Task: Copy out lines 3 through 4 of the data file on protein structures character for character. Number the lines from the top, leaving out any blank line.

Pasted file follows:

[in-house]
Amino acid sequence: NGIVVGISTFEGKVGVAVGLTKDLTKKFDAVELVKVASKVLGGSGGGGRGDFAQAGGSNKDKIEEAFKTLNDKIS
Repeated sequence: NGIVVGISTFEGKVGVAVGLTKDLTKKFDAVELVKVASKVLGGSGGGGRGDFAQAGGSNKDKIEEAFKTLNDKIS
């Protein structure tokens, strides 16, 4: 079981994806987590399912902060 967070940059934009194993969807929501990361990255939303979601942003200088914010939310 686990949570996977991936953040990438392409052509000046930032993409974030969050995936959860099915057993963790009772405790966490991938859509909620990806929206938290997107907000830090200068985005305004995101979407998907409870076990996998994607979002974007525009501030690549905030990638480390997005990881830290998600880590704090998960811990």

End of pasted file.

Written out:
Repeated sequence: NGIVVGISTFEGKVGVAVGLTKDLTKKFDAVELVKVASKVLGGSGGGGRGDFAQAGGSNKDKIEEAFKTLNDKIS
């Protein structure tokens, strides 16, 4: 079981994806987590399912902060 967070940059934009194993969807929501990361990255939303979601942003200088914010939310 686990949570996977991936953040990438392409052509000046930032993409974030969050995936959860099915057993963790009772405790966490991938859509909620990806929206938290997107907000830090200068985005305004995101979407998907409870076990996998994607979002974007525009501030690549905030990638480390997005990881830290998600880590704090998960811990």